When you think of a zoo as a learning environment you probably think about the self-guided lessons of animal signage at exhibits. Today, zoos including Buttonwood Park Zoo, are developing educational programming that spans ages, abilities and meets state education standards.
Our education team consists of three full-time educators and lots of volunteers and interns. Their goal is to create meaningful learning opportunities that connect the audience with the natural world and inspire a lifelong respect for wildlife and the environment.
Left to right: Hannah Hamilton, Jennifer Collier, Carrie Hawthorne
MEET THE ZOO’S EDUCATORS
CARRIE HAWTHORNE, Curator of Education: Carrie graduated Otterbein College with a BS in Life Sciences and Ecology, and the University of New Mexico with an MA in Environmental Education. Carrie has been in the environmental education field for over 16 years and previously worked as the Manager of School Programs at the Roger Williams Park Zoo; she joined the Buttonwood Park team in 2014.
JENNIFER COLLIER, Conservation Education Specialist : Jen holds a Bachelor’s degree from Eckerd College in biology with a concentration in marine science and a Master’s degree in Marine Affairs from the University of Rhode Island. Prior to joining the Zoo in 2011, she was employed as a marine educator at the North Carolina Aquarium at Fort Fisher.
HANNAH HAMILTON, Conservation Education Specialist : Hannah completed her BS in Natural Resources Conservation at the University of Massachusetts Amherst. Hannah joined the Zoo’s education team in 2015. She previously worked as an environmental educator with Nature’s Classroom Inc.
YOUR VIEW: Buttonwood Park Zoo is one of the finest small zoos in US
I met Bernardo following his big move into his new habitat. I’ve been a Buttonwood Park Zoo Member for years, however, this was my first visit to the new Rainforests, Rivers & Reefs building. Bernardo joins our old friends, the beloved Emily, Ruth, Max, Mayzie, and all the other animals who call the zoo home.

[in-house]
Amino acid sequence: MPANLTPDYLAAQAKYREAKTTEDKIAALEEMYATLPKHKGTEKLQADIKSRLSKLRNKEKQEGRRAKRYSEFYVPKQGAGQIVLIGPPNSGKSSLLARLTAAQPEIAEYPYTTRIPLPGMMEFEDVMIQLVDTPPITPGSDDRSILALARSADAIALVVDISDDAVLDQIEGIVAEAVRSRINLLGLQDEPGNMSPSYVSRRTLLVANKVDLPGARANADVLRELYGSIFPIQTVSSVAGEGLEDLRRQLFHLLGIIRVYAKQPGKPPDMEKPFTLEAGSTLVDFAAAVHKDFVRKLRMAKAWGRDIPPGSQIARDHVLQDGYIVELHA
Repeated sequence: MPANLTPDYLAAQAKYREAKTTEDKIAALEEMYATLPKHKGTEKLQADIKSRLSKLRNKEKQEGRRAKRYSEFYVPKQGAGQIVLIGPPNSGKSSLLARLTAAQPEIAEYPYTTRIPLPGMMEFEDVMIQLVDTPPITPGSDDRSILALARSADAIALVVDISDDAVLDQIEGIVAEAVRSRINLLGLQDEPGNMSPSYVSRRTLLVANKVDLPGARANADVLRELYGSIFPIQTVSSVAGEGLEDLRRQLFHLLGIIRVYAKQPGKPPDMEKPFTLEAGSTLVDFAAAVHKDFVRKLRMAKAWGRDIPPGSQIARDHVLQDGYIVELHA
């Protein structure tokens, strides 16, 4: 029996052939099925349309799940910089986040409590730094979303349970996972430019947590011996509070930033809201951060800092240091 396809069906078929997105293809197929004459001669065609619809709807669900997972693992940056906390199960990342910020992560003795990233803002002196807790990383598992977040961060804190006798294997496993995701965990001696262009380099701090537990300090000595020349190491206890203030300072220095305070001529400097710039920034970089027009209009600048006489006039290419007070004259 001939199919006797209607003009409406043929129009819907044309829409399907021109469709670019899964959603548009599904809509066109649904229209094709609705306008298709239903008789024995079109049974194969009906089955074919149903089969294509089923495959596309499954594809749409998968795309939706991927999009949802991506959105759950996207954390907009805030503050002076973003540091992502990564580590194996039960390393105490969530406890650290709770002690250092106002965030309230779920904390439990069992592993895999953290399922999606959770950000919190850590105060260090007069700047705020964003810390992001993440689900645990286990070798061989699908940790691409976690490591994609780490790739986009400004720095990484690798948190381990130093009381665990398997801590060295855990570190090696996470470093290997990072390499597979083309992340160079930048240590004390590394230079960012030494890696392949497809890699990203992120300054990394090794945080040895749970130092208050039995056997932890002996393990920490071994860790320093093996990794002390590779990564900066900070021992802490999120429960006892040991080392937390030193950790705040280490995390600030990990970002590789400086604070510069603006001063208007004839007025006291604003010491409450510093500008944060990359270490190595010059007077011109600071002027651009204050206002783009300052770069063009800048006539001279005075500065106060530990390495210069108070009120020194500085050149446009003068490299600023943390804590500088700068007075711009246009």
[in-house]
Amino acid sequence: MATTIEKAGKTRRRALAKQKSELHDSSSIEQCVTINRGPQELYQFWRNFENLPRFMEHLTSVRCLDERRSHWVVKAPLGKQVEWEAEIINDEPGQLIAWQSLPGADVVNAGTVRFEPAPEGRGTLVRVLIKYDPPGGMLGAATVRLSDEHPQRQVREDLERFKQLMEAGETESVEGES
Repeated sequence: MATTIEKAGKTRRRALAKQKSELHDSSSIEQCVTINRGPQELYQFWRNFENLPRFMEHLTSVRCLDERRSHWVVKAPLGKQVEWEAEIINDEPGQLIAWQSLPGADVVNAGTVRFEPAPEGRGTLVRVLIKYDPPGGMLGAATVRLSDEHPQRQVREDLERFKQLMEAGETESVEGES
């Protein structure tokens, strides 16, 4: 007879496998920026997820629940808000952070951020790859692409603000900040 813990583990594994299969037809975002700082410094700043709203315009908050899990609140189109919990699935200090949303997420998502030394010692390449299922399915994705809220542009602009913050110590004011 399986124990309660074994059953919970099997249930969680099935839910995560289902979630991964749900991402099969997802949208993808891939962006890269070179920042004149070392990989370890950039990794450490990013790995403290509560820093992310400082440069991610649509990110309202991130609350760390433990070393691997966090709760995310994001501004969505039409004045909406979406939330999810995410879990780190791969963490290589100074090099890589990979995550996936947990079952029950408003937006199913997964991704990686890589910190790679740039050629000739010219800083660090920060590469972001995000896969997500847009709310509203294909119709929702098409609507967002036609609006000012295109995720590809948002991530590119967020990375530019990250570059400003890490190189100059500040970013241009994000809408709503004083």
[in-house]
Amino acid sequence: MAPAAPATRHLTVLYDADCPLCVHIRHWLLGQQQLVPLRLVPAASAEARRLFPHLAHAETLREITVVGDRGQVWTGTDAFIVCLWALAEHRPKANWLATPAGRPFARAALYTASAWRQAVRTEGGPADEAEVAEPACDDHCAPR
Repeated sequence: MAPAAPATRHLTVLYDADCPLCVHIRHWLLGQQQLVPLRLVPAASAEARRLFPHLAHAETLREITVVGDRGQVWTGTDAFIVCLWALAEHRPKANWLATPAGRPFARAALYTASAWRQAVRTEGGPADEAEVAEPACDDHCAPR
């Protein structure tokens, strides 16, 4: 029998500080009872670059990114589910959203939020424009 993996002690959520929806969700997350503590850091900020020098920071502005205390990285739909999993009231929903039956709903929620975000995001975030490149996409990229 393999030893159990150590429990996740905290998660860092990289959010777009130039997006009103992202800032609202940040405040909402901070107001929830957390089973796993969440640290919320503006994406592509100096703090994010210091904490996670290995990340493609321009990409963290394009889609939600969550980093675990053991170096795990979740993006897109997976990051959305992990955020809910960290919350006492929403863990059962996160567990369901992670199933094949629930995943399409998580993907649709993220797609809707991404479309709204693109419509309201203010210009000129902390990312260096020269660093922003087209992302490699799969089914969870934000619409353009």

Supporting the zoo is enjoying and intensely personal, vitally important to me. My father Norman Cordeiro of Dartmouth died of pancreatic cancer on March 30, 2014. The Buttonwood Park Zoo was where I soon found peace. Instead of being in that room at St. Luke’s Hospital during the final days, I had an intense desire to go to the zoo. The zoo is a special spiritual place because it is a refuge where animals thrive, people are happy, and life is enjoyed in abundance.
New World Primates focus of lecture at Buttonwood Park Zoo
Conservation of New World Primates is the topic of the Buttonwood Park Zoo’s February Wildlife Education Series. The lecture will take place on Tuesday, Feb. 13 beginning at 6 p.m. Keith Lovett, Zoo Director is the keynote speaker.
Lovett, the Buttonwood Park Zoo’s director, has been involved in zoological operations for the last two decades. In his various roles as a zookeeper, curator, and director, Lovett has developed and implemented national recognized programs in the areas of zoo animal management, zoo exhibit design, small population management, and zoo emergency protocols. He is an international leader maintaining studbooks and chairing Taxon Advisory Groups and Species Survival Plans for New World monkeys, waterfowl, bush dogs, and jaguars.